Singapore has ordered the AN/APG-63(V)3 for its F-15 force, and this radar, or the -63(V)4, could be candidates for future upgrades of existing F-15s. Israel and Japan are both potential customers.

Northrop Grumman Electronic Systems developed the AN/APG-80 Aesa radar for the F-16E/F fighters ordered by the United Arab Emirates. This has a greater detection range than the mechanically scanned AN/APG-68 that is fitted to most current-production F-16s, and can track up to 20 targets simultaneously or up to six with the accuracy normally associated with single target tracking. For strike missions it has an automatic terrain-following capability plus an ultrahigh-resolution Sar radar mode.

Once deliveries of production radars were under way the company began flight trials of new operating modes. These probably include GMTI and enhanced Sar/automatic target cueing modes.

The latest Aesa fighter radar under development in the USA is the Northrop Grumman Electronic Systems AN/APG-81. This will share module technology with the AN/APG-80 and developed versions of the AN/APG-77. Since the nose of the F-35 is smaller than that of the F/A-22A, the size of the antenna and thus the number of T/R modules it contains will be constrained, therefore the radar is expected to have about two-thirds the range of the AN/APG-77. However, its air-to-air detection capabilities will be much better than those of today's F-16C and all but the latest F/A-18s.

The F-35 avionic suite features a high level of integration and will be datalinked to sources outside the aircraft. This will allow the radar to be cued towards a target or a location specified by another onboard or external sensor.

Much emphasis is being placed to air-to-ground capability (the F-35 was originally known as the Joint Strike Fighter). For example, the Sar terrain mapping function is intended to have a higher resolution and larger area coverage than what is available from current fighter radars. An inverse synthetic aperture radar (Isar) mode will allow the identification of surface vessels.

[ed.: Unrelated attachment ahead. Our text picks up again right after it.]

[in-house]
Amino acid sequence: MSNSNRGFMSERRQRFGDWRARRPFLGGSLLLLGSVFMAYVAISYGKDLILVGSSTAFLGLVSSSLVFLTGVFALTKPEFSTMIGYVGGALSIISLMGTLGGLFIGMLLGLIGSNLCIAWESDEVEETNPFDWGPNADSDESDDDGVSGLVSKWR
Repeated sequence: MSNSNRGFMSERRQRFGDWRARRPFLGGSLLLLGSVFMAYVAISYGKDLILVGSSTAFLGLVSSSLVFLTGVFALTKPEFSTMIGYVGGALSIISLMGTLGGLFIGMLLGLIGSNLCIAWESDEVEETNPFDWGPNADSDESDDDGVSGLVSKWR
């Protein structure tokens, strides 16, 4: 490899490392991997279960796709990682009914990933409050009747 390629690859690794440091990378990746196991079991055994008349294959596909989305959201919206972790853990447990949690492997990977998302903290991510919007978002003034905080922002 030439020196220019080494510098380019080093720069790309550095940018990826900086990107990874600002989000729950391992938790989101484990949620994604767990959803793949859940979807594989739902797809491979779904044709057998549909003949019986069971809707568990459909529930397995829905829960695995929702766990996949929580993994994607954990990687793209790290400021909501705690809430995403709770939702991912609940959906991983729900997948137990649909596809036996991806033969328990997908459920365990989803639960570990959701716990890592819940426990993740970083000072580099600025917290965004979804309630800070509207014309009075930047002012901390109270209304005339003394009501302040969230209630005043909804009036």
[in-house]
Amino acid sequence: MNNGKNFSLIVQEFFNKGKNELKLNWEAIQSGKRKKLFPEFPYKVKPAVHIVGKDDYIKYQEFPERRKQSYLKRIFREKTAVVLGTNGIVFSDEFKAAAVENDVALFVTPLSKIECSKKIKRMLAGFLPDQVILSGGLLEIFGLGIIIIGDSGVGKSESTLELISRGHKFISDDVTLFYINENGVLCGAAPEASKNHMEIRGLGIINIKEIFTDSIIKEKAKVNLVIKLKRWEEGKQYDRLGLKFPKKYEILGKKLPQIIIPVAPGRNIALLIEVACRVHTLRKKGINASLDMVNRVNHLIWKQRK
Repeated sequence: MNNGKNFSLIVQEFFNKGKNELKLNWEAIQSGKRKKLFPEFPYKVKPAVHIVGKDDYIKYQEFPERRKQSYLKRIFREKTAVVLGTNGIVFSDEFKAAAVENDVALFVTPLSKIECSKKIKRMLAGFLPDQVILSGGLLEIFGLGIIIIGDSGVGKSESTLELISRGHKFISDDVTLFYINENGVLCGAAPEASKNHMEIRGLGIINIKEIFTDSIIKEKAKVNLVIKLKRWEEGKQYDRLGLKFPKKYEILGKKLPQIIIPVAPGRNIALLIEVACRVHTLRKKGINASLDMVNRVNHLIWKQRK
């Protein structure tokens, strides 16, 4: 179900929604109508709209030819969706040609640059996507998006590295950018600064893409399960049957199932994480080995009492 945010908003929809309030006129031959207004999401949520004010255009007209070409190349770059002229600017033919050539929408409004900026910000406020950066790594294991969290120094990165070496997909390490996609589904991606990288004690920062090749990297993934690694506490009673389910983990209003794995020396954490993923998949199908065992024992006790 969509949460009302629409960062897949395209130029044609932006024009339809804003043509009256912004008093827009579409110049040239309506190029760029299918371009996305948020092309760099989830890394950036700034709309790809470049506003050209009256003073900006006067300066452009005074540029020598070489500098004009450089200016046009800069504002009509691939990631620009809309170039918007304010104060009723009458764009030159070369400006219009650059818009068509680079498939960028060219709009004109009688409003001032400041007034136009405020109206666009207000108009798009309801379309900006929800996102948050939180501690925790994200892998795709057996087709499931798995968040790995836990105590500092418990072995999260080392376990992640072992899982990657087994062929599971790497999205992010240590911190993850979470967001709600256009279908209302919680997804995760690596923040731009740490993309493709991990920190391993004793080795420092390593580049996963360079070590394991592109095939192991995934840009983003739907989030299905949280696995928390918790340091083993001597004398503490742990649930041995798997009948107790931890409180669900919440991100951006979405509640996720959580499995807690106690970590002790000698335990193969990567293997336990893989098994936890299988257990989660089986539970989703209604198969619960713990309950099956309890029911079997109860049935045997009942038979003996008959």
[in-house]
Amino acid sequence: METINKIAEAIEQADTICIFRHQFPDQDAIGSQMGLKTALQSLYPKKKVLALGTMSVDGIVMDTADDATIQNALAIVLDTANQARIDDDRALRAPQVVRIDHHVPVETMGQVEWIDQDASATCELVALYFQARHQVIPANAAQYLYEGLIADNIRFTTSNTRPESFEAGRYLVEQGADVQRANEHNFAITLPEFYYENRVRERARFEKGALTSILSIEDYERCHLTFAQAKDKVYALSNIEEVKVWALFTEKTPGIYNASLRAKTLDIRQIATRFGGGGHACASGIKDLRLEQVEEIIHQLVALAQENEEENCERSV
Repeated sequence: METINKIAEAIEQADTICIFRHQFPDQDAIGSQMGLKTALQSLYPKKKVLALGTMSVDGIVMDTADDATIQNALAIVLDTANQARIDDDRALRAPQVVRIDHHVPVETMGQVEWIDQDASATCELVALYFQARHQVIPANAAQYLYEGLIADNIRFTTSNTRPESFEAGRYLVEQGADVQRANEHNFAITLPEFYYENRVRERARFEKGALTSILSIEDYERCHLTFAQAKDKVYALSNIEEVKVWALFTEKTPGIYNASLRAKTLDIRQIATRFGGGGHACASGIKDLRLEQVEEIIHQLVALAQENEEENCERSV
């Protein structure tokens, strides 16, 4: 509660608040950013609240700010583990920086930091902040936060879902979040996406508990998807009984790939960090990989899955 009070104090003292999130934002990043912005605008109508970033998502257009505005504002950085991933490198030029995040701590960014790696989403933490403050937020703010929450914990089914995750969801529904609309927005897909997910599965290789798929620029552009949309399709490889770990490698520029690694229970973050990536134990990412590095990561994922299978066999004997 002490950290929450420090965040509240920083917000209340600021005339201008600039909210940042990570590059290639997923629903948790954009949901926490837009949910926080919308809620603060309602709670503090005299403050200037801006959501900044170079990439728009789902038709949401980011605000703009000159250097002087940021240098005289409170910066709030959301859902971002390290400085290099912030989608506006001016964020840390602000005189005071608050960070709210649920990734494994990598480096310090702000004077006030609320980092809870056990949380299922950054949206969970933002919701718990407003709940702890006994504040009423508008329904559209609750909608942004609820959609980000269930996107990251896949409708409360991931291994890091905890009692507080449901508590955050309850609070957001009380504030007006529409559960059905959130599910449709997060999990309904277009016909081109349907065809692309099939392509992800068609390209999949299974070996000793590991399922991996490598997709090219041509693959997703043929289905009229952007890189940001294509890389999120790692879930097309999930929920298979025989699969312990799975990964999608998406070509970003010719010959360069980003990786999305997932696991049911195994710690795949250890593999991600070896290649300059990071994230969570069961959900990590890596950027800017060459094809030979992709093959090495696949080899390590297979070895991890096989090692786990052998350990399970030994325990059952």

In addition to acting as a multi-mode radar, the AN/APG-81 will provide a range of other functions, including active and passive EW and datalink communications.

Having developed the mechanically scanned Captor radar for the Eurofighter Typhoon, Euroradar--a consortium consisting of Selex Sensors & Airborne Systems, Eads Defence Electronics of Germany, Galileo Avionica of Italy and Indra of Spain--is now working on the Caesar (Captor Active Electronically Scanned Array Radar), which is planned for installation on Tranche 3 aircraft.

Flight trials of the new radar started in February 2006 using a Bac-111 flying test-bed. The first flight in a Typhoon had not yet taken place when this article was written, but is expected in the near future.

The Caesar is not an all-new radar, but will team a new active array antenna, antenna control unit and an adapted power supply with the receiver and processor of the existing radar to create a set that combines the advantages of electronic scanning with the functionality and modes of the original radar. The lower life-cycle costs resulting from the switch to Aesa is expected to more than cover the cost of the retrofit.

Selex also offers the Vixen 500E. Made up of two main line-replaceable units and based on cots-based processor cards, it can scan through plus or minus 60[degrees], offering single-target track, track while scan against more than ten targets, range while search and velocity search air-to-air modes, slewable, vertical and Hud scanning modes and a boresight mode. In the air-to-ground role its modes include real-beam ground mapping, Sar mapping with a resolution of less than three metres, ranging, sea-surface search and track and beacon interrogation.

The Vixen 500E is being proposed for the Korean Aerospace A-50 attack version of the T-50 Golden Eagle jet trainer. A slightly larger Vixen 750 version is being offered for use in lightweight fighters.

The technology used in the Caesar and the Vixen 500E was developed in Europe, says Selex. For example, the T/R modules were developed by United Monolithic Semiconductors in Ulm, Germany, and are being manufactured by Eads's Ulm facility. Since there is no US content in the two radars, future exports cannot be directly constrained by the US government.